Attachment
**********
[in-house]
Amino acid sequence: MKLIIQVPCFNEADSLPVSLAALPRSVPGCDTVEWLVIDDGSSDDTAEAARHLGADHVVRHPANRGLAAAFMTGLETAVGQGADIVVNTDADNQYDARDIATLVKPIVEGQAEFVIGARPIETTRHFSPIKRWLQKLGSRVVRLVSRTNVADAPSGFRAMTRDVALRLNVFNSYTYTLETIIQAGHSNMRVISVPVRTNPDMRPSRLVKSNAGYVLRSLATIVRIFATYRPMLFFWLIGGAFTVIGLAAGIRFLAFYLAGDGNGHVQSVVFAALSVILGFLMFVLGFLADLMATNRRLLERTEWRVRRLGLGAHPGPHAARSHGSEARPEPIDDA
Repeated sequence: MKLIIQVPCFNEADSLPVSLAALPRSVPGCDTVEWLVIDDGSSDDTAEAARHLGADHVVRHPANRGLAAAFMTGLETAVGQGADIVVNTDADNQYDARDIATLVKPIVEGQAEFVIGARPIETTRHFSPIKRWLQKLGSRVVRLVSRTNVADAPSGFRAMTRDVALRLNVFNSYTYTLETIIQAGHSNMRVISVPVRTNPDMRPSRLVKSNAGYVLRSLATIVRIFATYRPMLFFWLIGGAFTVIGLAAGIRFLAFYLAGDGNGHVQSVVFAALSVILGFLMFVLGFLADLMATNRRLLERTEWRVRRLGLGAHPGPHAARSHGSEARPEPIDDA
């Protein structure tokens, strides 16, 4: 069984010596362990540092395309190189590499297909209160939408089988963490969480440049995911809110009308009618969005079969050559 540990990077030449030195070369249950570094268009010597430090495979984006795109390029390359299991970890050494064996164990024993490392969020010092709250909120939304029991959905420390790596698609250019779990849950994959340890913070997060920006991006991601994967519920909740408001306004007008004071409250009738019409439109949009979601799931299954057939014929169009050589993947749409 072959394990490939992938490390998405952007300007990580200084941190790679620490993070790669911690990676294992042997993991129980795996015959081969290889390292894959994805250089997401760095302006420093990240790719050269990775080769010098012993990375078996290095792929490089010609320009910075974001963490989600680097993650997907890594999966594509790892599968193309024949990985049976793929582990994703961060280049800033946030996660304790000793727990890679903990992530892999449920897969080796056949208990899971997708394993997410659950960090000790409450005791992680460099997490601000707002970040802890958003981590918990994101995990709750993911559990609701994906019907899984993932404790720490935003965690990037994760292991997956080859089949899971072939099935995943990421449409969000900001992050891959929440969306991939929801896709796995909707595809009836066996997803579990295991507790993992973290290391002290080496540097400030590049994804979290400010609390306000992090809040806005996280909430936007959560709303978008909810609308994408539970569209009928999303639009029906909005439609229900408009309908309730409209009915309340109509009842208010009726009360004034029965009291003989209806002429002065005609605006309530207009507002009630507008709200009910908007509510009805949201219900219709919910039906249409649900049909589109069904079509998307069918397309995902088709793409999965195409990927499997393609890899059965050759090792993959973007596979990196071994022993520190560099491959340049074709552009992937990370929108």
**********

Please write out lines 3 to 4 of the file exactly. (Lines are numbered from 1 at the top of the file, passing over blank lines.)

Repeated sequence: MKLIIQVPCFNEADSLPVSLAALPRSVPGCDTVEWLVIDDGSSDDTAEAARHLGADHVVRHPANRGLAAAFMTGLETAVGQGADIVVNTDADNQYDARDIATLVKPIVEGQAEFVIGARPIETTRHFSPIKRWLQKLGSRVVRLVSRTNVADAPSGFRAMTRDVALRLNVFNSYTYTLETIIQAGHSNMRVISVPVRTNPDMRPSRLVKSNAGYVLRSLATIVRIFATYRPMLFFWLIGGAFTVIGLAAGIRFLAFYLAGDGNGHVQSVVFAALSVILGFLMFVLGFLADLMATNRRLLERTEWRVRRLGLGAHPGPHAARSHGSEARPEPIDDA
């Protein structure tokens, strides 16, 4: 069984010596362990540092395309190189590499297909209160939408089988963490969480440049995911809110009308009618969005079969050559 540990990077030449030195070369249950570094268009010597430090495979984006795109390029390359299991970890050494064996164990024993490392969020010092709250909120939304029991959905420390790596698609250019779990849950994959340890913070997060920006991006991601994967519920909740408001306004007008004071409250009738019409439109949009979601799931299954057939014929169009050589993947749409 072959394990490939992938490390998405952007300007990580200084941190790679620490993070790669911690990676294992042997993991129980795996015959081969290889390292894959994805250089997401760095302006420093990240790719050269990775080769010098012993990375078996290095792929490089010609320009910075974001963490989600680097993650997907890594999966594509790892599968193309024949990985049976793929582990994703961060280049800033946030996660304790000793727990890679903990992530892999449920897969080796056949208990899971997708394993997410659950960090000790409450005791992680460099997490601000707002970040802890958003981590918990994101995990709750993911559990609701994906019907899984993932404790720490935003965690990037994760292991997956080859089949899971072939099935995943990421449409969000900001992050891959929440969306991939929801896709796995909707595809009836066996997803579990295991507790993992973290290391002290080496540097400030590049994804979290400010609390306000992090809040806005996280909430936007959560709303978008909810609308994408539970569209009928999303639009029906909005439609229900408009309908309730409209009915309340109509009842208010009726009360004034029965009291003989209806002429002065005609605006309530207009507002009630507008709200009910908007509510009805949201219900219709919910039906249409649900049909589109069904079509998307069918397309995902088709793409999965195409990927499997393609890899059965050759090792993959973007596979990196071994022993520190560099491959340049074709552009992937990370929108």